U.S. President Donald Trump speaks to reporters before departing for a trip to Iowa, on the South Lawn of the White House, Wednesday morning (KST), in Washington. AP-Yonhap

President Moon says efforts for Korea peace process 'will never stop'

By Kim Yoo-chul

U.S. President Donald Trump said early Wednesday (KST) that he had received a "beautiful letter" from North Korean leader Kim Jong-un, and defended his relationship with the North's leader despite the collapse of the second U.S.-North Korea summit in February.

"I just received a beautiful letter from Kim Jong-un. I can't show you the letter, obviously, but it was a very personal, very warm, very nice letter. I appreciate it. We have a very good relationship together. In the meantime, he kept his word … that's very important. I think that something will happen that's gonna be very positive," Trump told reporters at the White House.

While declining to disclose the specific contents of the letter, Trump added he still hopes for his third summit with Kim to strike some kind of agreement over North Korea's nuclear weapons.

Trump also cited reports about Kim's assassinated half-brother Kim Jong-nam, who they said had been used as a CIA asset in North Korea. "I wouldn't let that happen under my auspices," he said.

The remark was interpreted as Trump's willingness to prevent the CIA from spying on Kim's regime.

The U.S. president also didn't hold back on his praise for the North. "North Korea has tremendous potential under Kim's leadership. He gets it. He totally gets it," Trump said.

Regarding a question over the "letter," Cheong Wa Dae chief press secretary Yoon Do-han told reporters the Moon administration was "already aware of the letter."

"Cheong Wa Dae knew that the letter was sent before Trump announcing it. But I won't tell you more about it," Yoon said, Wednesday afternoon.

A year ago, Trump and Kim signed an agreement in Singapore to end their hostility toward reach and to continue concerted efforts for a permanent peace on the Korean Peninsula. But the agreement was non-binding and also vaguely worded.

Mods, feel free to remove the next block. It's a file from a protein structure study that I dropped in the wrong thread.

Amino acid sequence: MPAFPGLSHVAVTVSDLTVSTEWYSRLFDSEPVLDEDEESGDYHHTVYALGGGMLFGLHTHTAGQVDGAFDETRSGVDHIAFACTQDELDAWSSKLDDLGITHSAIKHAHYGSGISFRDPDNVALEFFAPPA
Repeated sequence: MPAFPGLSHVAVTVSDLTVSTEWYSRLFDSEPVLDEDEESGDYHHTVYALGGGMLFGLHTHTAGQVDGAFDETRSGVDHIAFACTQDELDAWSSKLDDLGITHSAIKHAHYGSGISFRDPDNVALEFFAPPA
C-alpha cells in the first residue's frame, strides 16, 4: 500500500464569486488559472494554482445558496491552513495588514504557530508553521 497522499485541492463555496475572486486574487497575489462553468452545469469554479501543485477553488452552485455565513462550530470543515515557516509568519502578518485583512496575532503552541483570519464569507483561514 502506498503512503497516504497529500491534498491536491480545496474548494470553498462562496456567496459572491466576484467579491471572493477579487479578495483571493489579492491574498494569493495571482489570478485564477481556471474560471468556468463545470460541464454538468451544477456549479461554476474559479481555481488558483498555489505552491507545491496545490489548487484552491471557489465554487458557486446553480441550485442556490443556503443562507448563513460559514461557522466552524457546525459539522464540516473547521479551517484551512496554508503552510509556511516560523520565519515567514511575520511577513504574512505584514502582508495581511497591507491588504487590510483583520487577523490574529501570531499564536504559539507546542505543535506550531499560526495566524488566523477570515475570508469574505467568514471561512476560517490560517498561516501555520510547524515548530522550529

Several inter-Korean summits after the first Trump-Kim meeting has helped Korea reach a series of agreements on disarmament in the border area and easing military tension. But no real progress has been made. President Moon Jae-in brokered the talk process between Trump and Kim in having them sit down again in the Vietnamese capital city of Hanoi.

But their second meeting ended abruptly without an agreement after Trump didn't accept requests by Kim to lift some sanctions in return for the North's dismantling of some of its nuclear facilities. Since the breakdown, the peace process remains deadlocked as Washington and Pyongyang have sobered up.

Later, the South Korean leader flew to Washington for a brief summit with Trump to break the impasse. At that time, Trump told Moon Washington would support the South's plan to provide humanitarian aid to the North. Seoul's unification ministry donated $8 million to United Nations food agencies.

In Oslo, Norway, Wednesday evening, President Moon said his efforts to bring a lasting peace to the peninsula "will never stop."

"The South Korean government will go on for peace on the peninsula and we will definitely achieve it," President Moon said in a keynote speech at the University of Oslo. "A year ago, the heads of the United States and North Korea shook hands in Singapore and they agreed on achieving complete denuclearization of the peninsula and establishing a new U.S.-North Korea relationship. The agreements are in progress."

The South Korean leader stressed he's not worrying too much about the continued stalemate in nuclear diplomacy between Washington and Pyongyang.

"They just need more time to deeply and thoroughly understand each other. This is the necessary patience that would end to the hostility that has continued for 70 years. We don't need a new vision or declaration. What do we need is to trust and understand each other, which I believe is the cornerstone to keeping the momentum of denuclearization talks alive," President Moon told participants.

Since Hanoi, Pyongyang has accused Washington of acting in "bad faith" and given it until the end of the year to change its approach. But President Moon said Trump trusts Kim Jong-un and vice versa.


Kim Yoo-chul yckim@koreatimes.co.kr